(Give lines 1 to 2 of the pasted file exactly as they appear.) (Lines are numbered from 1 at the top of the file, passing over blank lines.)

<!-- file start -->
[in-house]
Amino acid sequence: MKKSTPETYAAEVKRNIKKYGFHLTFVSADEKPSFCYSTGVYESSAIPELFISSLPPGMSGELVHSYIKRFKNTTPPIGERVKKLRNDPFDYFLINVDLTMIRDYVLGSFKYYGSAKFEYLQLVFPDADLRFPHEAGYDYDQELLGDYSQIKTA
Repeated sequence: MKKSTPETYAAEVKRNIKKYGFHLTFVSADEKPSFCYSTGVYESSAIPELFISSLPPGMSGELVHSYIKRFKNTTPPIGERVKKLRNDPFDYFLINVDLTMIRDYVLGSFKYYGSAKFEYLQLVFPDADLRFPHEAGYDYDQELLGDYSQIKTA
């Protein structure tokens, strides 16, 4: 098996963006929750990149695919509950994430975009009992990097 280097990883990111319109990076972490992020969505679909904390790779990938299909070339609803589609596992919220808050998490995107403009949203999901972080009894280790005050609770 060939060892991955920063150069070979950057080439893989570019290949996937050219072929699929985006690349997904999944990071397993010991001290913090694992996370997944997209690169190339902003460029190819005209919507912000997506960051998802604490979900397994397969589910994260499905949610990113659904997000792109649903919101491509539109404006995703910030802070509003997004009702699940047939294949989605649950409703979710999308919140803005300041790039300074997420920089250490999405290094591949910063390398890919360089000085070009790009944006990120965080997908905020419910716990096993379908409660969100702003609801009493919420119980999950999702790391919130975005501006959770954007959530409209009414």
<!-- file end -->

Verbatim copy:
[in-house]
Amino acid sequence: MKKSTPETYAAEVKRNIKKYGFHLTFVSADEKPSFCYSTGVYESSAIPELFISSLPPGMSGELVHSYIKRFKNTTPPIGERVKKLRNDPFDYFLINVDLTMIRDYVLGSFKYYGSAKFEYLQLVFPDADLRFPHEAGYDYDQELLGDYSQIKTA